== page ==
Whose initiative is it?

David Coleman. The Gates Foundation. SAP. NGO. CCSSO. President Obama. The Department of Education. Numerous state governors in 2009. It is creature born of ideology and politics that bears the fingerprints of thousands of people. The principal actors were Coleman, Gates, and Obama, and among the governors and former governors, James B. Hunt, (Governor of North Carolina 1977–1985, and 1993–2001) and Jeb Bush (Governor of Florida, 1998-2006) were the most prominent.

Source: MercatorNet: Rotten to the core? America’s new curriculum project

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1 Comment

  1. Avatar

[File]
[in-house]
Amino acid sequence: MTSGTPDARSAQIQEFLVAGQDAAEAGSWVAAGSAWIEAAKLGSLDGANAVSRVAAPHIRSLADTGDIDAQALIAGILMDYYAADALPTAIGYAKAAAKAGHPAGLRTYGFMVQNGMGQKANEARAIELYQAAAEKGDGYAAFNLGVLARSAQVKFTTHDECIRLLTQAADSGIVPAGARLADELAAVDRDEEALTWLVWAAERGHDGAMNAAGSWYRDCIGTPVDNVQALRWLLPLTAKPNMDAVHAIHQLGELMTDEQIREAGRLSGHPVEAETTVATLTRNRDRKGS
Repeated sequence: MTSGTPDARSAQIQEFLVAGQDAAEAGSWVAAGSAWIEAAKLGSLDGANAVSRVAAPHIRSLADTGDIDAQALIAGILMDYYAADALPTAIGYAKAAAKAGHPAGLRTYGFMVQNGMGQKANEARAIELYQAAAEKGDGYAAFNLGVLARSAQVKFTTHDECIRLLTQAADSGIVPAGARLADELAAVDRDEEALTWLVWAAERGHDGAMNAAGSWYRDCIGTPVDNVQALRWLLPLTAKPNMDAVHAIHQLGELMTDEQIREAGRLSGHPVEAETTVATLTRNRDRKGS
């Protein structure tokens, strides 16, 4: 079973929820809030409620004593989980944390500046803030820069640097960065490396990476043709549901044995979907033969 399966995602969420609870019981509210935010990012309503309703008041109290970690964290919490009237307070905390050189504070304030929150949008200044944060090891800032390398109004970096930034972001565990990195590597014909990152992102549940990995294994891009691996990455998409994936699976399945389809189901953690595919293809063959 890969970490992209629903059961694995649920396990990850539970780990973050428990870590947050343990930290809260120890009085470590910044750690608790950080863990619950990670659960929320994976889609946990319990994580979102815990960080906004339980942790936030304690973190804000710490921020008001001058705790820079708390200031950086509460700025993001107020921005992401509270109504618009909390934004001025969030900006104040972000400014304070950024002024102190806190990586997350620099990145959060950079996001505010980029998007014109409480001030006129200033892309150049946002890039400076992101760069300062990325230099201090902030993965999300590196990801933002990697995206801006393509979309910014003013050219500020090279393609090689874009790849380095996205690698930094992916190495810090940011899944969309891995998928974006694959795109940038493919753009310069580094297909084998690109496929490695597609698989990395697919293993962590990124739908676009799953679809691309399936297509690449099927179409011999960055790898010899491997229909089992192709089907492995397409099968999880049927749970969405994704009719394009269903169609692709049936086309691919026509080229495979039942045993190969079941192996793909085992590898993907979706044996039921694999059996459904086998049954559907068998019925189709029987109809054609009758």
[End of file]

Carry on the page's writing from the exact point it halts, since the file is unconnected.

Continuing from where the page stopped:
Lady Ella-Rebecka Marlen-Summers

    Our mainstream education systems are ‘rotten to the core’, not just the ‘curriculum’…….
    To make ‘education’ age-based compulsory is ‘rotten to the core’.
    To confuse ‘education’ and ‘schooling’ is pathetic.
    To suppose that people perform best when herded en mass,is just wrong..
    To make judgements upon a persons abilities based on their output on one exam, one day, or one project even, is completely unrealistic.
    To expect that the human species will progress healthily and happily under the current outdated regimes, is just stupid.